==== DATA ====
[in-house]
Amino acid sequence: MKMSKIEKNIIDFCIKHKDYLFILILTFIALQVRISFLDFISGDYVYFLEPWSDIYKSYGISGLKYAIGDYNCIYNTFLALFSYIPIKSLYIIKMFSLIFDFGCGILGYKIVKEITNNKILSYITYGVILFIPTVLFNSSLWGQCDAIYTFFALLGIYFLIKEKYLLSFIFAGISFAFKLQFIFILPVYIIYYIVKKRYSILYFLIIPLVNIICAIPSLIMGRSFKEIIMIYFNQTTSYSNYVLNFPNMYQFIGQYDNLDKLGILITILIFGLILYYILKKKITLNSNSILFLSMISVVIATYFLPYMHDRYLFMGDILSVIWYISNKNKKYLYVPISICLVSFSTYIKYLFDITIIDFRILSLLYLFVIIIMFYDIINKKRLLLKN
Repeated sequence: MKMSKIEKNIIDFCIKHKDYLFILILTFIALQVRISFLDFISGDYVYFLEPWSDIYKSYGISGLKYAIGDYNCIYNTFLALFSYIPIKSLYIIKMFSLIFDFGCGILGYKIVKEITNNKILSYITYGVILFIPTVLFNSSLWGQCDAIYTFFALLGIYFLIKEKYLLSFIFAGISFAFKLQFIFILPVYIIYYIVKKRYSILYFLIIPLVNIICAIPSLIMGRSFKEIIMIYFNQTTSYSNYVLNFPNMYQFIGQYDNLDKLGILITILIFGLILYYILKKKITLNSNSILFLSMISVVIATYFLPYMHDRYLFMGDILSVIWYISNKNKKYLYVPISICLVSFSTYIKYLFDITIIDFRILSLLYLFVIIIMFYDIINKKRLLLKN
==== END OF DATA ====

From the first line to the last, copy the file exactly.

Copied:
[in-house]
Amino acid sequence: MKMSKIEKNIIDFCIKHKDYLFILILTFIALQVRISFLDFISGDYVYFLEPWSDIYKSYGISGLKYAIGDYNCIYNTFLALFSYIPIKSLYIIKMFSLIFDFGCGILGYKIVKEITNNKILSYITYGVILFIPTVLFNSSLWGQCDAIYTFFALLGIYFLIKEKYLLSFIFAGISFAFKLQFIFILPVYIIYYIVKKRYSILYFLIIPLVNIICAIPSLIMGRSFKEIIMIYFNQTTSYSNYVLNFPNMYQFIGQYDNLDKLGILITILIFGLILYYILKKKITLNSNSILFLSMISVVIATYFLPYMHDRYLFMGDILSVIWYISNKNKKYLYVPISICLVSFSTYIKYLFDITIIDFRILSLLYLFVIIIMFYDIINKKRLLLKN
Repeated sequence: MKMSKIEKNIIDFCIKHKDYLFILILTFIALQVRISFLDFISGDYVYFLEPWSDIYKSYGISGLKYAIGDYNCIYNTFLALFSYIPIKSLYIIKMFSLIFDFGCGILGYKIVKEITNNKILSYITYGVILFIPTVLFNSSLWGQCDAIYTFFALLGIYFLIKEKYLLSFIFAGISFAFKLQFIFILPVYIIYYIVKKRYSILYFLIIPLVNIICAIPSLIMGRSFKEIIMIYFNQTTSYSNYVLNFPNMYQFIGQYDNLDKLGILITILIFGLILYYILKKKITLNSNSILFLSMISVVIATYFLPYMHDRYLFMGDILSVIWYISNKNKKYLYVPISICLVSFSTYIKYLFDITIIDFRILSLLYLFVIIIMFYDIINKKRLLLKN